From Azerbaijan to Spain to Zambia and everywhere in between, D.C. is home to dozens and dozens of embassies from vastly different cultures. With so many divergent interests in one city, what’s the common ingredient that binds this multicultural melting pot together?
The answer is simple: food.
Food is the common denominator that brings people together. It’s also one of the most effective tools in public diplomacy today — who doesn’t want to sample an exotic meal or sip an unfamiliar wine?
Washington’s embassy community has been wise to this trick for years (also see “Delectable Diplomacy: Embassies Cleverly Offer Taste of Culture With Cuisine” in the September 2011 issue of The Washington Diplomat). The State Department has also gotten in on the act with its new Diplomatic Culinary Partnership (see “Hungry to Serve: State Department Dishes Up Smart Power on a Platter” in the November 2012 issue).
On practically any given week in the nation’s capital, there’s some kind of culinary showcase, wine tasting or other gastronomic event connected to an embassy that’s usually open to the public. Some focus on centuries-old culinary traditions, others on newer movements taking the food world by storm, while others spotlight signature dishes or spirits for which a particular country is famous.
Nathan Keegan, who’s in charge of cultural media for the Embassy of Mexico, said the dining experience is considered “a critical component of modern diplomacy.”
“As Mexicans, we’re quite fortunate to have such a storied and diverse national cuisine to aid in such endeavors, and we try our best to feature it here at the Mexican Embassy in creative, unique ways every year,” Keegan said.
For instance, Patricia Jinich, host of the popular cooking program “Pati’s Mexican Table,” has been teaching audiences at the Mexican Cultural Institute about the nuances of Mexican cooking for the last five years.
Mexico has plenty of company. Thailand’s embassy in Washington partners with various area restaurants for Thai Restaurant Week each year. Likewise, the Greek Embassy partners with Kellari Taverna restaurant for a monthly happy hour showcasing native wines. The French, no stranger to wine, also frequently hold tastings at their Maison Française (i.e. embassy), including “Le Studio: Wine Tasting 101” lessons and a recent Champagne Ball on Nov. 9.
French Ambassador François Delattre said food is deeply entrenched in the national psyche.
“Beyond the delicacies France is famous for, the tradition of meal sharing is something the French population is very attached to,” Delattre said. “A great French meal is not only synonymous of good food, but also engaging discussions and having good company — we just love that.”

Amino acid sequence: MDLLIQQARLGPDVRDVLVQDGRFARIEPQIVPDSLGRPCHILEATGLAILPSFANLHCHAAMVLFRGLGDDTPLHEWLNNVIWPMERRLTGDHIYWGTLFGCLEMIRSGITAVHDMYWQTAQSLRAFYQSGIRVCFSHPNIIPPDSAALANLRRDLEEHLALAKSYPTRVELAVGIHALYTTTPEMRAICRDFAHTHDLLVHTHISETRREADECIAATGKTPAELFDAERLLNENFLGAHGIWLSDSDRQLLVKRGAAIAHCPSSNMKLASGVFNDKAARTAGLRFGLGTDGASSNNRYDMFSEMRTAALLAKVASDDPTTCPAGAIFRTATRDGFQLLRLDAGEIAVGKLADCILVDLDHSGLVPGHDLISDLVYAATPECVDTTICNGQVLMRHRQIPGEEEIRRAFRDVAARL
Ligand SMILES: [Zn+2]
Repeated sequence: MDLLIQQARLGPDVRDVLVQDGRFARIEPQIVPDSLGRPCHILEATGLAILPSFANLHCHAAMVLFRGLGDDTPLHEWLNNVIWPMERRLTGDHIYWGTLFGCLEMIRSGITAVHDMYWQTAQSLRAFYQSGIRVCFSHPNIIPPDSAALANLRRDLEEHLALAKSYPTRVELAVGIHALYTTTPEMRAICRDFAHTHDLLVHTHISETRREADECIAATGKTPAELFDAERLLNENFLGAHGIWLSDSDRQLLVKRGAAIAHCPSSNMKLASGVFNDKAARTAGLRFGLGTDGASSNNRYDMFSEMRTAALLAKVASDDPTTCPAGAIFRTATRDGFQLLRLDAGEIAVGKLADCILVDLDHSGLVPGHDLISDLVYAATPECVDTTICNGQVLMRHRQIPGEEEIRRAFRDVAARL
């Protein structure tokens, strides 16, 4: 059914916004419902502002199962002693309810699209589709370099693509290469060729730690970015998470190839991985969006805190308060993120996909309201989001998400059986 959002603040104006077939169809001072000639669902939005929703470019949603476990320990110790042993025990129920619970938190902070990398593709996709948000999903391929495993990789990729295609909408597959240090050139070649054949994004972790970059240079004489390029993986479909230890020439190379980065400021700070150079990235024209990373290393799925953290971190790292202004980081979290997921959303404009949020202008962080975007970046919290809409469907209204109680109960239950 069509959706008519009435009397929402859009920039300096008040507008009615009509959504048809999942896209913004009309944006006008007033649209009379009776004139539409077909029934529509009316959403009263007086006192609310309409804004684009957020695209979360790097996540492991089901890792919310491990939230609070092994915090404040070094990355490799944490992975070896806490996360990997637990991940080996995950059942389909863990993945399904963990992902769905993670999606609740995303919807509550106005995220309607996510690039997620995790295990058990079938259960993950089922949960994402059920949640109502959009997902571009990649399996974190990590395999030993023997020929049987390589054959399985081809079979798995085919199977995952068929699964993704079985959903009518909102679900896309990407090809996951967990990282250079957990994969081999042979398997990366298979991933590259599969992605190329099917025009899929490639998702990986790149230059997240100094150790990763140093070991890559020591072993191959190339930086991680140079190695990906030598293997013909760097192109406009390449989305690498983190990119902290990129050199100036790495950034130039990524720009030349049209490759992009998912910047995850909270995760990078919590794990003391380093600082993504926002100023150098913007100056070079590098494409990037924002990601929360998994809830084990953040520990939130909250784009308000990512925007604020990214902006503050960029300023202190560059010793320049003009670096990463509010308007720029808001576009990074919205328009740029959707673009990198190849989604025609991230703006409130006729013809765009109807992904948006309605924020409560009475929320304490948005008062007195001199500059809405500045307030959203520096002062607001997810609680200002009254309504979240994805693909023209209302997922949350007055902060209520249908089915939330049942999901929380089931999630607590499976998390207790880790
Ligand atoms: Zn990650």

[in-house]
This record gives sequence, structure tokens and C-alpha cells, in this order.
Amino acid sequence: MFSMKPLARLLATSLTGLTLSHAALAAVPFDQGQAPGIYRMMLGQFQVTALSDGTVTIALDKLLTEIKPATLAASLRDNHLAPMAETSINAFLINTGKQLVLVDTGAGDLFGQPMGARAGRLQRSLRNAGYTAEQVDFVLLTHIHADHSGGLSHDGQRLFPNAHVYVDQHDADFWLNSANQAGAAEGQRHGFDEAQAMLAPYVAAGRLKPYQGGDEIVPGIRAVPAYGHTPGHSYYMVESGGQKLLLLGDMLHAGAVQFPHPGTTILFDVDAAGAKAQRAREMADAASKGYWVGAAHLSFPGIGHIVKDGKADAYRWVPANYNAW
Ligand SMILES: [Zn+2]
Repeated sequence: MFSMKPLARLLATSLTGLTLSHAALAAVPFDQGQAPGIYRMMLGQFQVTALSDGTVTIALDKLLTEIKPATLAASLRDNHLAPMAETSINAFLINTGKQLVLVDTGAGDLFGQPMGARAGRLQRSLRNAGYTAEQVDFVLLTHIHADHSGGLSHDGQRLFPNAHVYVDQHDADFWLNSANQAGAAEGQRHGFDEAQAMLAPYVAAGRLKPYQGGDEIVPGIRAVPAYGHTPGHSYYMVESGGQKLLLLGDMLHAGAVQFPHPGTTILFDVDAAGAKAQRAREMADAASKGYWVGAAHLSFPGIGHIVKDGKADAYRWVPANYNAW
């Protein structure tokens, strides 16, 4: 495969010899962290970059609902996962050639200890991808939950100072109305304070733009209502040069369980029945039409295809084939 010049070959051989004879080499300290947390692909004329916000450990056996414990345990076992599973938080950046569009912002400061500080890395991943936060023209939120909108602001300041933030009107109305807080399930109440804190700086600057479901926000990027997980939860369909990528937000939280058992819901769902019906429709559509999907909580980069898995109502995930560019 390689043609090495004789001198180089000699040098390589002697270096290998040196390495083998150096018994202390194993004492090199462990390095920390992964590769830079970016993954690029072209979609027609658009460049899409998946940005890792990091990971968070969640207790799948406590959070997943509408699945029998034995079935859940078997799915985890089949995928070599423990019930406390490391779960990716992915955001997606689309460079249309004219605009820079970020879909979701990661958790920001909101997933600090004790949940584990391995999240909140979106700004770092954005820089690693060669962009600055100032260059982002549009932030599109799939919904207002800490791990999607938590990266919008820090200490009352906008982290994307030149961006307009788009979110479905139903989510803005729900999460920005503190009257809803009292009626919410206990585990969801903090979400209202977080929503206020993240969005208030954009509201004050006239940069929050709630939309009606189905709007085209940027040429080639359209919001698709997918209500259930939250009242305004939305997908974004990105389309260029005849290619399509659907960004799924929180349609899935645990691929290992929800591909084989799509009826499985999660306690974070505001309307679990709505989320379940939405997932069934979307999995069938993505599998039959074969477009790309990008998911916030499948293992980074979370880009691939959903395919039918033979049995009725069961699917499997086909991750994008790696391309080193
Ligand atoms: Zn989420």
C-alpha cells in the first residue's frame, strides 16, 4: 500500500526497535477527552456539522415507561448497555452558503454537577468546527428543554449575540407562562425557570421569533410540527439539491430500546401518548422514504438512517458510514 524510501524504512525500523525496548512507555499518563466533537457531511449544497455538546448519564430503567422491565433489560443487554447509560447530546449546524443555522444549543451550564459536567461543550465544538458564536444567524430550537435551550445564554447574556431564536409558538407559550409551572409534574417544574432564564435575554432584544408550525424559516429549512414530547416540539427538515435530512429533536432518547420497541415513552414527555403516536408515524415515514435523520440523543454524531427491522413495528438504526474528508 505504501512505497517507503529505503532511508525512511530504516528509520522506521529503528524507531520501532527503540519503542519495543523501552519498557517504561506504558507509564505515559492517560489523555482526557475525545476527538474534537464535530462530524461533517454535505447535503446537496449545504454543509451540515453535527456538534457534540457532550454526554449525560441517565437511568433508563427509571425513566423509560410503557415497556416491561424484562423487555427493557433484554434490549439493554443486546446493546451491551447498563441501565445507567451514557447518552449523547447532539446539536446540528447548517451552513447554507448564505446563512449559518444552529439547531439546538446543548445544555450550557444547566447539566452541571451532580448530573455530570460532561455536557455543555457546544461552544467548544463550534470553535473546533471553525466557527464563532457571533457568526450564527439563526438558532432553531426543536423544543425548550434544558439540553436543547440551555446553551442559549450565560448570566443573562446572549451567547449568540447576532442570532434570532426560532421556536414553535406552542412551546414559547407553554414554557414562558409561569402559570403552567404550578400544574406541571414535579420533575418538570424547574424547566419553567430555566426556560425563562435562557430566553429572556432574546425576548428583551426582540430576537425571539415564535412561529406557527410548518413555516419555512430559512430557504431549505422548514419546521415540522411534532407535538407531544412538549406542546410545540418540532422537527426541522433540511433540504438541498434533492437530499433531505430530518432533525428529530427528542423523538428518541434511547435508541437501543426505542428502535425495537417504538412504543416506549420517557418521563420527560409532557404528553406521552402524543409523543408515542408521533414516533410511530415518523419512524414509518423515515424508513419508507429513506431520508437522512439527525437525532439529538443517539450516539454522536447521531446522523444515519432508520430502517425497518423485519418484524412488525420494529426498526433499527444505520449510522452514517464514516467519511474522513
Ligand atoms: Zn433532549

The ambassador added that French people are always proud to foster cultural awareness by sharing their diverse culinary tradition with others — just as they are thrilled to discover new and foreign ones.
Likewise, New Zealand Ambassador Michael Moore said his homeland — while primarily known for its acclaimed lamb and wines, which the embassy often highlights at its functions — has become an amalgamation of culinary inspirations.
“New Zealand food has undergone a revolution over the past generation. That’s a function of major changes in migration and Kiwis traveling and wanting the overseas experience at home,” he told The Diplomat.
“Our wines are medal winners and as a major agricultural exporter we have an abundance of fresh ingredients. While dairy, sheep meat, beef and fish are important to us, serious diversification into venison, olives, exotic fruits and vegetables has taken place,” the ambassador added, noting that “all cultures find a home in New Zealand and the fusion of the cultures and food make us an exciting place to visit and a mecca for international foodies.”
Another culinary mecca is Spain, which boasts a multitude of regions and styles of cooking, said Guillermo Corral, cultural counselor at the Embassy of Spain. Perhaps the best-known Spanish staples are paella, gazpacho and, of course, tapas, or small plates. Corral noted that the embassy often introduces techniques for cooking paella, jamon (ham), tortilla and croquetas at its events.
“Spanish food is varied, healthy — we use always olive oil, a lot of vegetables and fish — and overall, it’s very creative,” he said.
If you’re looking for authentic Spanish restaurants in town, Corral recommends Taberna Del Alabardero, Estadio and Jaleo. The latter, created by celebrity chef and restaurateur José Andrés, introduced the area to the tapas concept. Andrés is a participant in the State Department’s Diplomatic Culinary Partnership and is also well known to the Spanish Embassy; he hosted a farewell reception at one of his Jaleo eateries for former Spanish Ambassador Jorge Dezcallar.